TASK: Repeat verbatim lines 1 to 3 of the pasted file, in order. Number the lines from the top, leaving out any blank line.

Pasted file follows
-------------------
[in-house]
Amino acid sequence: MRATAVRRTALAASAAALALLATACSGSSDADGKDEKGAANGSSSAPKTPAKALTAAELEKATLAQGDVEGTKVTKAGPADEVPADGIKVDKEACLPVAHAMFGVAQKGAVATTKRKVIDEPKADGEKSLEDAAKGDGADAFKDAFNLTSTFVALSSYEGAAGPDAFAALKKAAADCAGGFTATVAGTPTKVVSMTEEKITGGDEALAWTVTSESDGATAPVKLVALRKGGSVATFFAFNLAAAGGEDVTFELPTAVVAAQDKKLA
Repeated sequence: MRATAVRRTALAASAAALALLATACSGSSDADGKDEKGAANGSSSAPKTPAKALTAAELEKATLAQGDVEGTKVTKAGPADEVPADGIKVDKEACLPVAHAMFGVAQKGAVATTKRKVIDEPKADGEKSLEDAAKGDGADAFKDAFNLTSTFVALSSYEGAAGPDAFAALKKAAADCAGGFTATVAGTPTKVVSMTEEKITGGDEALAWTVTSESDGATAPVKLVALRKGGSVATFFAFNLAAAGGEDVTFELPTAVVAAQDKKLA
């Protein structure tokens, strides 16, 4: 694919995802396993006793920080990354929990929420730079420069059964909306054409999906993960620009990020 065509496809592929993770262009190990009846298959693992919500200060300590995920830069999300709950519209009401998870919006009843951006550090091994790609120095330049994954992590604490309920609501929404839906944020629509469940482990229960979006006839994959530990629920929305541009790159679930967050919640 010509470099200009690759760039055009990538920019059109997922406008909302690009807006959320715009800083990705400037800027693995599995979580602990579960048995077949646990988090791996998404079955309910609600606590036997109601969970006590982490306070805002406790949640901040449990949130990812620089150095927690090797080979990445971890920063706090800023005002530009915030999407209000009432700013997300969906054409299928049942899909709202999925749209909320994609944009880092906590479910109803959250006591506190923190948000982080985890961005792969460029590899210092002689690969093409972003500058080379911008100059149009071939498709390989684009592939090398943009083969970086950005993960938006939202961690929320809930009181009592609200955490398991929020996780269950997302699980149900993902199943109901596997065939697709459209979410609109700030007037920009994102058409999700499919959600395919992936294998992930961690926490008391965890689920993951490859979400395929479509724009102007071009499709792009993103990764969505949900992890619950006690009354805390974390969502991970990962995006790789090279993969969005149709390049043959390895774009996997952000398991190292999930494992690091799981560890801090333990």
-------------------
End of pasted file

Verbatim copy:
[in-house]
Amino acid sequence: MRATAVRRTALAASAAALALLATACSGSSDADGKDEKGAANGSSSAPKTPAKALTAAELEKATLAQGDVEGTKVTKAGPADEVPADGIKVDKEACLPVAHAMFGVAQKGAVATTKRKVIDEPKADGEKSLEDAAKGDGADAFKDAFNLTSTFVALSSYEGAAGPDAFAALKKAAADCAGGFTATVAGTPTKVVSMTEEKITGGDEALAWTVTSESDGATAPVKLVALRKGGSVATFFAFNLAAAGGEDVTFELPTAVVAAQDKKLA
Repeated sequence: MRATAVRRTALAASAAALALLATACSGSSDADGKDEKGAANGSSSAPKTPAKALTAAELEKATLAQGDVEGTKVTKAGPADEVPADGIKVDKEACLPVAHAMFGVAQKGAVATTKRKVIDEPKADGEKSLEDAAKGDGADAFKDAFNLTSTFVALSSYEGAAGPDAFAALKKAAADCAGGFTATVAGTPTKVVSMTEEKITGGDEALAWTVTSESDGATAPVKLVALRKGGSVATFFAFNLAAAGGEDVTFELPTAVVAAQDKKLA